In the winter of 1941-42, he moved to the Puerto Rican leagues in Humacao. He also played parts of 1943-44 in the California Winter League. He served in the U.S. Army in 1944, seeing service in Europe before returning to the Monarchs in 1946. He batted .371 in 1947, leading the league for the first and only time.
He played briefly in the major leagues in 1947, having signed with the floundering St. Louis Browns. On 20 July, Brown and Hank Thompson played against the Boston Red Sox. It was the first time that two black players appeared in an MLB game together.
Brown entered the baseball record books on August 13, 1947, when he became the first African-American player to hit a home run in the American League: an inside-the-park homer off Detroit Tigers pitcher and future Hall of Famer Hal Newhouser. Even throughout the season, Brown struggled because of the racism endemic in his new surroundings, as he hit .179 in just 21 games between July 19 and August 21 before he was released.
That winter, Brown went to Puerto Rico and had one of his greatest seasons ever, batting .432 with 27 home runs and 86 RBI in just 60 games, winning the Triple Crown and earning the nickname Ese Hombre or "That Man". He then won the Puerto Rican Winter League Triple Crown in the 1949–1950 season, and also hit for the cycle once in his career.
He returned to the Monarchs for the 1948 season (the last before the Negro leagues started to decline in terms of player quality). He played in 44 games and batted .404 while having 67 hits and 53 RBI, with the latter two topping the league totals once again (he finished second in batting average for the fourth and final time). His career home run total is not known, but he is considered to be among the Negro league career leaders in homers despite a relatively brief career.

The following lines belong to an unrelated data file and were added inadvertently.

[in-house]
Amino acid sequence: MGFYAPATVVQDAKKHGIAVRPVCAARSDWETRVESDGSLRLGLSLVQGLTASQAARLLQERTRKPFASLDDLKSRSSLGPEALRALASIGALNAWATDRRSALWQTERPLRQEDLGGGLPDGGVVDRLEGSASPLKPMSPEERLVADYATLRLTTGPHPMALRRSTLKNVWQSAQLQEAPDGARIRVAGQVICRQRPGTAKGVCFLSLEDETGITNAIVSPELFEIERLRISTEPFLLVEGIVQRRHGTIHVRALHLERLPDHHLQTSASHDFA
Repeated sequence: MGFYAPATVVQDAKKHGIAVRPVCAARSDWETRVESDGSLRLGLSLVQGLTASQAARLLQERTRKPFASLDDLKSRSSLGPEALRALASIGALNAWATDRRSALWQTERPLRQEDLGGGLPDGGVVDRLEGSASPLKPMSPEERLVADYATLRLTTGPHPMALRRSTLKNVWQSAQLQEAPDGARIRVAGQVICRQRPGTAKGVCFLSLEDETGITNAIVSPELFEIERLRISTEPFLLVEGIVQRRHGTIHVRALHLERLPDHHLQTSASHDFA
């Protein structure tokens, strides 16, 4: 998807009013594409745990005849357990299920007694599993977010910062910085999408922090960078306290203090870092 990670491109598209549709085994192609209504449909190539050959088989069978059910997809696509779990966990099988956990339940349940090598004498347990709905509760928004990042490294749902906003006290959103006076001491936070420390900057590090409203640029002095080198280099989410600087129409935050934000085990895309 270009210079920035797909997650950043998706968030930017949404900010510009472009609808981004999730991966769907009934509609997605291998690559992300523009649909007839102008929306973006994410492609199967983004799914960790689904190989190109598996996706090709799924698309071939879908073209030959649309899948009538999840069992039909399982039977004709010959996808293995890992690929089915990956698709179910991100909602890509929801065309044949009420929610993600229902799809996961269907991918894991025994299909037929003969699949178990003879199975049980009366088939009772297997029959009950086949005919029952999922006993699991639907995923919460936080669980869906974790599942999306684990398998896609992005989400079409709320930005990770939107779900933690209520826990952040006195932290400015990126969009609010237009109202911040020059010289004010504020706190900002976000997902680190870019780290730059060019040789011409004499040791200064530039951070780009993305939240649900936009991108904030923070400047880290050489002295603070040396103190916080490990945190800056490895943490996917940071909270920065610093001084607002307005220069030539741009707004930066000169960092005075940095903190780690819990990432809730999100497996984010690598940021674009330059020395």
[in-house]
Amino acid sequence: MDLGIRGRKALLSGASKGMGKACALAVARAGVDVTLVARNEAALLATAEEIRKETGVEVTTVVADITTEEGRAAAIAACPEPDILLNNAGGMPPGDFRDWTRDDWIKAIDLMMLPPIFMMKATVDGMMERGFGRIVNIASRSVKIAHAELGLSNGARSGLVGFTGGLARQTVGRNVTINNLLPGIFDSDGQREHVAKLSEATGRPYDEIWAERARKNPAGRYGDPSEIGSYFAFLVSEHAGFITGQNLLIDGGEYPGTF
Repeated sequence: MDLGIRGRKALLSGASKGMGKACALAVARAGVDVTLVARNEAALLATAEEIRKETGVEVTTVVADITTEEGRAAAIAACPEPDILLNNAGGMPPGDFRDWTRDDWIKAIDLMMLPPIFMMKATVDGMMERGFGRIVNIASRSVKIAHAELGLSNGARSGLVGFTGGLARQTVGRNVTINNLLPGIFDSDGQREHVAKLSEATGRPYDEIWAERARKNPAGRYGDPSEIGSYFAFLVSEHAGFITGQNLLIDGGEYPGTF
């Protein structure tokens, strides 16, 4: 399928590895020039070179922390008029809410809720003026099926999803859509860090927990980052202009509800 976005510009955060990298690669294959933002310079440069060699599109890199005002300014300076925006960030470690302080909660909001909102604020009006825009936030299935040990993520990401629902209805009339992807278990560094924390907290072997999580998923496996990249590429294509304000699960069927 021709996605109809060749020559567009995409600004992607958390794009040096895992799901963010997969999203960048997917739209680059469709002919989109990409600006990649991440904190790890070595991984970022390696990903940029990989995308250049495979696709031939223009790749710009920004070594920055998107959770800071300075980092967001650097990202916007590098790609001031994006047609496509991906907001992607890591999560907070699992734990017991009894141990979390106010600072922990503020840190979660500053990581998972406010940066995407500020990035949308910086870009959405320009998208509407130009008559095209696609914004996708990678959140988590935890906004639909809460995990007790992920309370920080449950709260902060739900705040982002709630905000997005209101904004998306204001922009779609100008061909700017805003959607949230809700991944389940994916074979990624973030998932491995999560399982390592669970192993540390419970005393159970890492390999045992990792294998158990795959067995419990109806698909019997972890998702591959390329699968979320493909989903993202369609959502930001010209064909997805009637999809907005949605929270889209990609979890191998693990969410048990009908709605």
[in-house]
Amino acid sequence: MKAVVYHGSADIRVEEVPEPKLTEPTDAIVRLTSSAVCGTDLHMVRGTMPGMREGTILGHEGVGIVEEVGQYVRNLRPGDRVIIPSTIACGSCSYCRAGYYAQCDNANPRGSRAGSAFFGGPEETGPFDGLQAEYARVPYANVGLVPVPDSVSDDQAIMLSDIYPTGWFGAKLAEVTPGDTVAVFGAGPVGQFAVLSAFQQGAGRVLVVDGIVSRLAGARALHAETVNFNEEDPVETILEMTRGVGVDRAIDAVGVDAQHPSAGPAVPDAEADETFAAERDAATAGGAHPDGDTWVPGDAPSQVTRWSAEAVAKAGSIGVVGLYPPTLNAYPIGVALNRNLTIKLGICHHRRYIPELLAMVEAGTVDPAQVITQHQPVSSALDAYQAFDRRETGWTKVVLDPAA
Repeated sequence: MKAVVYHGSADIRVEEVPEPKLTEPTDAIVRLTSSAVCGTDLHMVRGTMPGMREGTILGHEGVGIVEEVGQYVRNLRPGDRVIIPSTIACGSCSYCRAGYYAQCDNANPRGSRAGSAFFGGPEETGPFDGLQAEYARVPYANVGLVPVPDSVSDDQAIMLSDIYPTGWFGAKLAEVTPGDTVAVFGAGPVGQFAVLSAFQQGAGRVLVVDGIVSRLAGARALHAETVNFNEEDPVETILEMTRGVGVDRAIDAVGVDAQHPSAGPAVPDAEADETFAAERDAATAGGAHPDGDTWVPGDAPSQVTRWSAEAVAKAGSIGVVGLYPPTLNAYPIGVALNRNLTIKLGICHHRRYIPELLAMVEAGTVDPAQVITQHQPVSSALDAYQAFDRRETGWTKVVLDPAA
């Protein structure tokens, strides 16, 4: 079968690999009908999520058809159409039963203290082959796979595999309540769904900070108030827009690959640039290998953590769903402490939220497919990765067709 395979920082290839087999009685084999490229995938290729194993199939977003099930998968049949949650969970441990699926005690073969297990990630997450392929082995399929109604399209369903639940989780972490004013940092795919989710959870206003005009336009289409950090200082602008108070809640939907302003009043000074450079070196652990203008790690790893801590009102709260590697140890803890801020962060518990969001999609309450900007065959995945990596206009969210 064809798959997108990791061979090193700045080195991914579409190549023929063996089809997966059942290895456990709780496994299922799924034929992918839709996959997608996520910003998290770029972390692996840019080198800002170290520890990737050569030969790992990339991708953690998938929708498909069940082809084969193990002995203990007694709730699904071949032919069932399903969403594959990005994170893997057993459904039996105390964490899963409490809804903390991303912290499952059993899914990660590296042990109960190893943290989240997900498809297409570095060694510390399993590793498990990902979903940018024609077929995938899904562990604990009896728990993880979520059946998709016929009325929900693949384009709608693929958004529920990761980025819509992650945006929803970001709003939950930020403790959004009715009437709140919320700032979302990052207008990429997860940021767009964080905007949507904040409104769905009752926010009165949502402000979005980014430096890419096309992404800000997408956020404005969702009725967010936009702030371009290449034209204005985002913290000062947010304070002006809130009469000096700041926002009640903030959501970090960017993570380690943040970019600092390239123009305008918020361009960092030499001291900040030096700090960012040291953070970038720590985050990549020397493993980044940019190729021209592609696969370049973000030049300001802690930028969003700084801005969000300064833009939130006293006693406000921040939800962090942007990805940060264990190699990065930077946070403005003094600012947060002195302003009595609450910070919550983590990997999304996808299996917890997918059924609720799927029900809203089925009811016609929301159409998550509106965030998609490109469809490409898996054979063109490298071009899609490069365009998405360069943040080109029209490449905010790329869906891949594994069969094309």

He continued to play for a time with the Monarchs until the early 1950s while also still playing winter ball in Puerto Rico, where he won another Triple Crown in the winter of 1949-50. He played in Canada with the Border League for the Ottawa Nationals for a 30-game pennant run. He also played in the Caribbean Series in Venezuela along with summer ball in the Dominican Republic (1951–52). He then played in the Texas League and Western League from 1953 through 1956. He finished his Puerto Rico play in 1956-57; he batted .350 in his career there and was named to the Puerto Rican Baseball Hall of Fame in 1991. He played in 1957 for the Minot Mallards of the Manitoba-Dakota League before closing out his career barnstorming with the Monarchs in 1958. He then retired to his home in Houston.
In addition, Brown also retired with the most times leading a league in Extra-base hits with eight, which still stands today. His record eight times leading a league in total bases was equaled by Hank Aaron.
After retiring from baseball, Brown was a long time resident of Houston, Texas, where he died in 1996 at the age of 81. He had been suffering from Alzheimer's disease for several years. He was featured on several baseball cards during his playing days including ones from Toleteros that were inserts in packages of tobacco. Buck O'Neil described Brown as the "most natural ballplayer I ever saw”.
Brown was elected to the Baseball Hall of Fame in 2006. The same year, he gained induction into the Caribbean Baseball Hall of Fame as part of their first class.
In 2013, the Bob Feller Act of Valor Award honored Brown as one of 37 Baseball Hall of Fame members for his service in the United States Army during World War II.